Full PwC Steinhoff report wanted
The PIC board and its senior executives briefed the Standing Committee on Finance on steps taken to recover as much as R20billion lost when the share price collapsed by more than 95percent as a result of accounting irregularities in December 2017.
The PIC invests on behalf of the Government Employee Pension Fund (GEPF) and manages about R2.1trillion in assets. Steinhoff only released a 10-page report in March, but the full forensic report is estimated to be thousands of pages.
It is believed that Steinhoff is refusing to hand over the report on the basis that this could compromise civil and criminal proceedings against implicated persons, including its former chief executive, Markus Jooste.
The PIC’s head of legal services, Lindiwe Dlamini, said in Parliament that court papers would be filed soon in a bid to get Steinhoff to hand over the report of the investigation.
“We did issue a letter of demand to Steinhoff about two weeks ago, requesting this report, failure of which we are in the process of launching our application to compel Steinhoff to release that report. We have to prepare the papers to have all the information we need to pursue the past directors,” Dlamini said.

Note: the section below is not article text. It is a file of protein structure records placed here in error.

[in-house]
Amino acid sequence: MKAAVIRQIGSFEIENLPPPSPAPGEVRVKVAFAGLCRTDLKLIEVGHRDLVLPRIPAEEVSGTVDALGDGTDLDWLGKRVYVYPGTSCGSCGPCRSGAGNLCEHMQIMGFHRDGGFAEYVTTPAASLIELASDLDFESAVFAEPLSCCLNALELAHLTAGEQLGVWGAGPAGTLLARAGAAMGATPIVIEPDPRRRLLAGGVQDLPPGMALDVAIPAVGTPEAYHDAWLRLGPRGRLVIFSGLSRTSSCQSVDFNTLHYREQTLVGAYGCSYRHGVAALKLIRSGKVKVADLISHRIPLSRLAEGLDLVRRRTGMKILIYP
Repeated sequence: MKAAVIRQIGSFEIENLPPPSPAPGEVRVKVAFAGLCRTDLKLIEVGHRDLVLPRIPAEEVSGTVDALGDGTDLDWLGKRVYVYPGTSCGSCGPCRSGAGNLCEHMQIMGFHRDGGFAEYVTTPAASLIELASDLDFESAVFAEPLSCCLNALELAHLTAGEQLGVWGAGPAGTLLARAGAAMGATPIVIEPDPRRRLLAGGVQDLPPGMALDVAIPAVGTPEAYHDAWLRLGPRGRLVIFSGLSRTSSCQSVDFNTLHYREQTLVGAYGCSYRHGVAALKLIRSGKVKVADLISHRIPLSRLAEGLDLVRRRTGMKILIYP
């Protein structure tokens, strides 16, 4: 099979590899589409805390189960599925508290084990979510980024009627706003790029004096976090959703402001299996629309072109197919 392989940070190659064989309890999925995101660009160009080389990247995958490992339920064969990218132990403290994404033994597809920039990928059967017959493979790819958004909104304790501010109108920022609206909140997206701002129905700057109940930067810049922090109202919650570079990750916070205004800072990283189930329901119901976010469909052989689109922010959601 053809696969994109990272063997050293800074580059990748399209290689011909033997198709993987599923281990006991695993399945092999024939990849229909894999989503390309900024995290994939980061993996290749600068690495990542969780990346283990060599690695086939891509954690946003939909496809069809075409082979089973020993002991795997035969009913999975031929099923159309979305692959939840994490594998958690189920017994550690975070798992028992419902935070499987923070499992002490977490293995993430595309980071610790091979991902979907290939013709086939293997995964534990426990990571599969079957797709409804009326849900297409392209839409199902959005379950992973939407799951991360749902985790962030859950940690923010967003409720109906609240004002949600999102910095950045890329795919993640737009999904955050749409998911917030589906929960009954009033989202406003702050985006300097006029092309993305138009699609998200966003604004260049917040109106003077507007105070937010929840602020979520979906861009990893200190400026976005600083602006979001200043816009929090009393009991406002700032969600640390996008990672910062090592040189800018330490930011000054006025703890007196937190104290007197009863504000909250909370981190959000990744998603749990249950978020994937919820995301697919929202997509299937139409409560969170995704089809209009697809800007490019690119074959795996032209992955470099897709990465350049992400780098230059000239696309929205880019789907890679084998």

The Standing Committee on Finance also expressed displeasure with the slow pace to recover the R20bn, which was lost in Steinhoff. The committee said both the PIC and GEPF should take responsibility and follow all the processes to recover the money.
Joe Maswanganyi, the committee chairperson, said the posture of Steinhoff with regard to the PwC audit report was concerning and gave the impression that management seemed to believe that they did nothing wrong.
“We would like to assure them that Parliament will take them head-on with regard to this matter, even if it means that summons be issued to subpoena the report,” Maswanganyi said.
The PIC told the committee that it has appointed Grant and Eisenhofer to institute a class action lawsuit against Steinhoff and its related parties in the Amsterdam Court of Appeals Enterprise Chamber.
Jooste, Ben la Grange, Dirk Schreiber and Stehan Grobler, as well as four other people, were cited in the 15-month forensic probe report by PwC as having been involved in fictitious and/or irregular transactions between the 2009 financial year and 2017 including, share incentives, plus interest as well as legal costs.
The report indicated that income and asset values were overstated by about 6.5bn (R105bn).